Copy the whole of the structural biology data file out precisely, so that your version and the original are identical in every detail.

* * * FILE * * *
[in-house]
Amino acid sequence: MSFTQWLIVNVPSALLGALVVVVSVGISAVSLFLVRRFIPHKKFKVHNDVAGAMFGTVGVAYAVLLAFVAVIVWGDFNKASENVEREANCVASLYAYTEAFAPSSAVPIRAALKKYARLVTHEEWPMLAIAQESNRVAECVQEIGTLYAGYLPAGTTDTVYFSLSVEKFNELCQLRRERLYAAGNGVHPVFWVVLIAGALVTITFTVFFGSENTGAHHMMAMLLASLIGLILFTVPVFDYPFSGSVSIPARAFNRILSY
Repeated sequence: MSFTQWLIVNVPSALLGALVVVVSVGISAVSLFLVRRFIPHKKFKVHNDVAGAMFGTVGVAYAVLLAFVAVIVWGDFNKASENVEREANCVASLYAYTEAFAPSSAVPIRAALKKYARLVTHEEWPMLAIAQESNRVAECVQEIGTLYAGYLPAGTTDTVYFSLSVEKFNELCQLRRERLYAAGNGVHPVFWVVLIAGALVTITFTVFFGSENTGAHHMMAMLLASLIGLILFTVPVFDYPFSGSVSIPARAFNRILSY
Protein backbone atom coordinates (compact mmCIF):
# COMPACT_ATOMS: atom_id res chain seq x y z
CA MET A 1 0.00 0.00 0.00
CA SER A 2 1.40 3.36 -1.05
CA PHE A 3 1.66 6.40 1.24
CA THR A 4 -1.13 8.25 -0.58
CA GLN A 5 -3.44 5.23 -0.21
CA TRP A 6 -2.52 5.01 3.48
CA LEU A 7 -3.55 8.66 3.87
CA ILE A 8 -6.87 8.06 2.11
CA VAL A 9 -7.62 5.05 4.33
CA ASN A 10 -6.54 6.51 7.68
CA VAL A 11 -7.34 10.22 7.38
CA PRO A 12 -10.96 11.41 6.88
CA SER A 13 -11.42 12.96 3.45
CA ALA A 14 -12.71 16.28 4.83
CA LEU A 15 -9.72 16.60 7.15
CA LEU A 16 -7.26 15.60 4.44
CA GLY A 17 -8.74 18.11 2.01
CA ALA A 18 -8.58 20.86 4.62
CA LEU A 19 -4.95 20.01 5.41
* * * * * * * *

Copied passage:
[in-house]
Amino acid sequence: MSFTQWLIVNVPSALLGALVVVVSVGISAVSLFLVRRFIPHKKFKVHNDVAGAMFGTVGVAYAVLLAFVAVIVWGDFNKASENVEREANCVASLYAYTEAFAPSSAVPIRAALKKYARLVTHEEWPMLAIAQESNRVAECVQEIGTLYAGYLPAGTTDTVYFSLSVEKFNELCQLRRERLYAAGNGVHPVFWVVLIAGALVTITFTVFFGSENTGAHHMMAMLLASLIGLILFTVPVFDYPFSGSVSIPARAFNRILSY
Repeated sequence: MSFTQWLIVNVPSALLGALVVVVSVGISAVSLFLVRRFIPHKKFKVHNDVAGAMFGTVGVAYAVLLAFVAVIVWGDFNKASENVEREANCVASLYAYTEAFAPSSAVPIRAALKKYARLVTHEEWPMLAIAQESNRVAECVQEIGTLYAGYLPAGTTDTVYFSLSVEKFNELCQLRRERLYAAGNGVHPVFWVVLIAGALVTITFTVFFGSENTGAHHMMAMLLASLIGLILFTVPVFDYPFSGSVSIPARAFNRILSY
Protein backbone atom coordinates (compact mmCIF):
# COMPACT_ATOMS: atom_id res chain seq x y z
CA MET A 1 0.00 0.00 0.00
CA SER A 2 1.40 3.36 -1.05
CA PHE A 3 1.66 6.40 1.24
CA THR A 4 -1.13 8.25 -0.58
CA GLN A 5 -3.44 5.23 -0.21
CA TRP A 6 -2.52 5.01 3.48
CA LEU A 7 -3.55 8.66 3.87
CA ILE A 8 -6.87 8.06 2.11
CA VAL A 9 -7.62 5.05 4.33
CA ASN A 10 -6.54 6.51 7.68
CA VAL A 11 -7.34 10.22 7.38
CA PRO A 12 -10.96 11.41 6.88
CA SER A 13 -11.42 12.96 3.45
CA ALA A 14 -12.71 16.28 4.83
CA LEU A 15 -9.72 16.60 7.15
CA LEU A 16 -7.26 15.60 4.44
CA GLY A 17 -8.74 18.11 2.01
CA ALA A 18 -8.58 20.86 4.62
CA LEU A 19 -4.95 20.01 5.41